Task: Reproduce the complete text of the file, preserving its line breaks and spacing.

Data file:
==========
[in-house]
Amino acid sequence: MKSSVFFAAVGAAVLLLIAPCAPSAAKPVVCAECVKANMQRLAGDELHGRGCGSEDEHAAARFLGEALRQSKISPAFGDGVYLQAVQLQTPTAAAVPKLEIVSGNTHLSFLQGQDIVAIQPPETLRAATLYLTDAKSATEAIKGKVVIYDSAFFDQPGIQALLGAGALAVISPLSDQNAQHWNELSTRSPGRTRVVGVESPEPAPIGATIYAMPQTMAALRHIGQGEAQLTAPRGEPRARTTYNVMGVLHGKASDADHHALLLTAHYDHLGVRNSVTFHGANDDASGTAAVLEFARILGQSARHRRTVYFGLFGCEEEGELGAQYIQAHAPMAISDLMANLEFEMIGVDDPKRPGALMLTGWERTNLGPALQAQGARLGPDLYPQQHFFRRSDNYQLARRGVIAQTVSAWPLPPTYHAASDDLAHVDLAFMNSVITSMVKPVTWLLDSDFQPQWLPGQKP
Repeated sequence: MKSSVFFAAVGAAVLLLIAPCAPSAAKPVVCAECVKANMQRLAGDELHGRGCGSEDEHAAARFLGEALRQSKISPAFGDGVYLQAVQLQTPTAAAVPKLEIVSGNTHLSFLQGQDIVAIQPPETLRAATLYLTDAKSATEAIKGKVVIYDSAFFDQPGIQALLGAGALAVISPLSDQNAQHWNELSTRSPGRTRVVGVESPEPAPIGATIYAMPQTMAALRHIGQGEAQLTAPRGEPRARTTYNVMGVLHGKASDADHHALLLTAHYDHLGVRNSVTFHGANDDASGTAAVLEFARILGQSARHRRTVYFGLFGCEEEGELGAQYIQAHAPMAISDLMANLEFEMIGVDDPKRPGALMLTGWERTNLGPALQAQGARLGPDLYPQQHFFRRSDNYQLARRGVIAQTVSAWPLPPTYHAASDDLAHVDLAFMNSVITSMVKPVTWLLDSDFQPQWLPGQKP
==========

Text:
[in-house]
Amino acid sequence: MKSSVFFAAVGAAVLLLIAPCAPSAAKPVVCAECVKANMQRLAGDELHGRGCGSEDEHAAARFLGEALRQSKISPAFGDGVYLQAVQLQTPTAAAVPKLEIVSGNTHLSFLQGQDIVAIQPPETLRAATLYLTDAKSATEAIKGKVVIYDSAFFDQPGIQALLGAGALAVISPLSDQNAQHWNELSTRSPGRTRVVGVESPEPAPIGATIYAMPQTMAALRHIGQGEAQLTAPRGEPRARTTYNVMGVLHGKASDADHHALLLTAHYDHLGVRNSVTFHGANDDASGTAAVLEFARILGQSARHRRTVYFGLFGCEEEGELGAQYIQAHAPMAISDLMANLEFEMIGVDDPKRPGALMLTGWERTNLGPALQAQGARLGPDLYPQQHFFRRSDNYQLARRGVIAQTVSAWPLPPTYHAASDDLAHVDLAFMNSVITSMVKPVTWLLDSDFQPQWLPGQKP
Repeated sequence: MKSSVFFAAVGAAVLLLIAPCAPSAAKPVVCAECVKANMQRLAGDELHGRGCGSEDEHAAARFLGEALRQSKISPAFGDGVYLQAVQLQTPTAAAVPKLEIVSGNTHLSFLQGQDIVAIQPPETLRAATLYLTDAKSATEAIKGKVVIYDSAFFDQPGIQALLGAGALAVISPLSDQNAQHWNELSTRSPGRTRVVGVESPEPAPIGATIYAMPQTMAALRHIGQGEAQLTAPRGEPRARTTYNVMGVLHGKASDADHHALLLTAHYDHLGVRNSVTFHGANDDASGTAAVLEFARILGQSARHRRTVYFGLFGCEEEGELGAQYIQAHAPMAISDLMANLEFEMIGVDDPKRPGALMLTGWERTNLGPALQAQGARLGPDLYPQQHFFRRSDNYQLARRGVIAQTVSAWPLPPTYHAASDDLAHVDLAFMNSVITSMVKPVTWLLDSDFQPQWLPGQKP